So be imitators of God, as beloved children, and live in love, as Christ loved us and handed himself over for us as a sacrificial offering to God for a fragrant aroma. Immorality or any impurity or greed must not even be mentioned among you, as is fitting among holy ones, no obscenity or silly or suggestive talk, which is out of place, but instead, thanksgiving. Be sure of this, that no immoral or impure or greedy person, that is, an idolater, has any inheritance in the kingdom of Christ and of God. Let no one deceive you with empty arguments, for because of these things the wrath of God is coming upon the disobedient. So do not be associated with them. For you were once darkness, but now you are light in the Lord. Live as children of light, for light produces every kind of goodness and righteousness and truth. Try to learn what is pleasing to the Lord. Take no part in the fruitless works of darkness; rather expose them, for it is shameful even to mention the things done by them in secret; but everything exposed by the light becomes visible, for everything that becomes visible is light. Therefore, it says:
“Awake, O sleeper,
and arise from the dead,
and Christ will give you light.”
-- Ephesians 5
We do not often think about the Church as it is manifested in countries different than our own, which is of course strange if we call ourselves the "Catholic Church". We often miss the place of India in the Early Church. Tradition has it that Thomas the Apostle went there and so it has a very ancient tradition of being church.
Alphonsa is of note to us for her suffering for most of her life, and for suffering in silence.
The portion of an indigenous population of a country that dedicates itself to Christ, often in the face of fierce opposition should remind us of how we are all brothers and sisters. Alphonsa's silent suffering should remind us to put ourselves into Christ's suffering so that we can quietly help heal the suffering of the world.
Beloved, do not be surprised that a trial by fire is occurring among you, as if something strange were happening to you. But rejoice to the extent that you share in the sufferings of Christ, so that when his glory is revealed you may also rejoice exultantly. ...Cast all your worries upon him because he cares for you. Be sober and vigilant. Your opponent the devil is prowling around like a roaring lion looking for [someone] to devour. Resist him, steadfast in faith, knowing that your fellow believers throughout the world undergo the same sufferings. The God of all grace who called you to his eternal glory through Christ [Jesus] will himself restore, confirm, strengthen, and establish you after you have suffered a little.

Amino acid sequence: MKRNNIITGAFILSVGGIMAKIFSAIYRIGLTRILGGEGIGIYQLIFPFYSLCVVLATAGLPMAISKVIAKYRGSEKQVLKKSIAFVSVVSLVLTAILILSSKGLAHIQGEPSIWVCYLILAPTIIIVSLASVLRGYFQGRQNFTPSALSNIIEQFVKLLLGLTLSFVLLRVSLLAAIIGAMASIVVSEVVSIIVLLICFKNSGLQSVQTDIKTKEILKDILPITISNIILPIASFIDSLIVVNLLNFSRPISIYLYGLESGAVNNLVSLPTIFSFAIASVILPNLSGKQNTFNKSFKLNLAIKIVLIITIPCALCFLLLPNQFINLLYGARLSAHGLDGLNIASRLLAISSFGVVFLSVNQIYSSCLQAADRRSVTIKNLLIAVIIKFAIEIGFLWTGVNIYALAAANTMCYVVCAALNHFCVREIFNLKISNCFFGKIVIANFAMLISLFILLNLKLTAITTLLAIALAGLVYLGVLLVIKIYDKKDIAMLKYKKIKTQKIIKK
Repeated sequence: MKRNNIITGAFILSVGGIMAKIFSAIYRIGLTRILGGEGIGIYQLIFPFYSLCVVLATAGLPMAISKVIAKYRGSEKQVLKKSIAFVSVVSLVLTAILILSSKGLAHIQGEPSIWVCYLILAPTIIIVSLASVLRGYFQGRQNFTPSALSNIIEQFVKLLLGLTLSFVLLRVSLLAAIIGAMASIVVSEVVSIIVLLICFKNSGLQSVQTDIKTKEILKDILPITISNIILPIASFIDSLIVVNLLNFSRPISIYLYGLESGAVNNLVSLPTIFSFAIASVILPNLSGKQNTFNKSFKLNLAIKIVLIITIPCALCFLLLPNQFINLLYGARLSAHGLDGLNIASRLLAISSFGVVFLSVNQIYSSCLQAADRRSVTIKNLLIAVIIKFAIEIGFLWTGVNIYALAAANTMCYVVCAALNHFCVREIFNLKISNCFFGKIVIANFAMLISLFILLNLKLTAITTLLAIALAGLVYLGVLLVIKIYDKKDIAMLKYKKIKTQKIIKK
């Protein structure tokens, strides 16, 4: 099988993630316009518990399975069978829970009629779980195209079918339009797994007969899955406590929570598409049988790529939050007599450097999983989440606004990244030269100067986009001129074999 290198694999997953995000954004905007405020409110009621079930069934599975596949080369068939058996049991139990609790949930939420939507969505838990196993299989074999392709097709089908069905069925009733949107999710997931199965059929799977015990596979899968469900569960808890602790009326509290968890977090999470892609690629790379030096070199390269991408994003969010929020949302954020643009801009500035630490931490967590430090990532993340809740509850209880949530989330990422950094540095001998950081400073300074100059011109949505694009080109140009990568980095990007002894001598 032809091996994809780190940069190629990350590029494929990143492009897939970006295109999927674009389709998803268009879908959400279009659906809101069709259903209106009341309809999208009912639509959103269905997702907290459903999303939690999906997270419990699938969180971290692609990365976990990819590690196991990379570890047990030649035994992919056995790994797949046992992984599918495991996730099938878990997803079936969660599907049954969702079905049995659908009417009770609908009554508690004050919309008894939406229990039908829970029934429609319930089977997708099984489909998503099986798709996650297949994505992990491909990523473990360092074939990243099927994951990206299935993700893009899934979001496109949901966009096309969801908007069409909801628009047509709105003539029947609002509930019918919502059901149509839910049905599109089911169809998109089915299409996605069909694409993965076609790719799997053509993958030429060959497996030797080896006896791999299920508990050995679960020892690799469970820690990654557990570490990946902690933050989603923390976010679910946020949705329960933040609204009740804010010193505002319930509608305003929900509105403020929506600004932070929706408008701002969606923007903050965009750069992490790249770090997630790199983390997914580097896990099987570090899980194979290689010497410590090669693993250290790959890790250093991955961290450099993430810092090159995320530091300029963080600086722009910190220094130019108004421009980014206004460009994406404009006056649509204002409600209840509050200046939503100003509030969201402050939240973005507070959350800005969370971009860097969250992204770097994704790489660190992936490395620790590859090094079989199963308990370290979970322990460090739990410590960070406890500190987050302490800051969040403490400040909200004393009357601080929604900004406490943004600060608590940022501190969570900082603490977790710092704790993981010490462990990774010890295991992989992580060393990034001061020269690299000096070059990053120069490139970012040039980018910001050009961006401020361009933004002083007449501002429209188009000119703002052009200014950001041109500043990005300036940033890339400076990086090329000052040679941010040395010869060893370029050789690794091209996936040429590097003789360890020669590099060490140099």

-- 1 Peter 4:12-13, 5:7-10
I am always surprised about the tension and high feelings that come up about Martha and Mary, as if one of the things we have to do is compare ourselves to one or the other (or others at all for that matter) and choose one over the other. Jesus certainly points out something about each of them but it is not a comparison. Jesus calls Martha to task over her worry while Mary does not, not her choice of actions in serving him. His mention of Mary is to call Martha to think about what she does and thinks, not to compare her to Mary as Mary being better. One other certainty is that later Mary wails over Lazarus' death while Martha proclaims her belief in a life beyond death. Jesus calls us to be true to him no matter who we are.
Jesus entered a village
where a woman whose name was Martha welcomed him.
She had a sister named Mary
who sat beside the Lord at his feet listening to him speak.
Martha, burdened with much serving, came to him and said,
"Lord, do you not care
that my sister has left me by myself to do the serving?
Tell her to help me."
The Lord said to her in reply,
"Martha, Martha, you are anxious and worried about many things.
There is need of only one thing.
Mary has chosen the better part
and it will not be taken from her."
-- Luke 10:38-42
There is contention about the validity and place of the Fathers in the practice of our Faith. It is the argument of some that it is their introduction of philosophical language which corrupts the true church. We who honor the Fathers see their efforts as helping to guide and remove corruption from the Church. Their ability to articulate understandings about the Faith answers doubt and rights inaccurate thinking. It is easy to dismiss them as non-biblical but to ignore the Fathers is to fall into many of the traps that they speak against.
Peter's ability to voice complex ideas succinctly and brilliantly led many to deeper understanding and practice of the Faith. In fact it would be easy to place a complete copy of any of his homilies here because they are so short and to the point. But for even more brevity I will only sample two with similar themes.
Christ’s birth was not necessity, but an expression of omnipotence, a sacrament of piety for the redemption of men. He who made humans without generation from pure clay made man again and was born from a pure body. The hand that assumed clay to make our flesh deigned to assume a body for your salvation. That the Creator is in his creature and God is in the flesh brings dignity to man without dishonor to him who made him.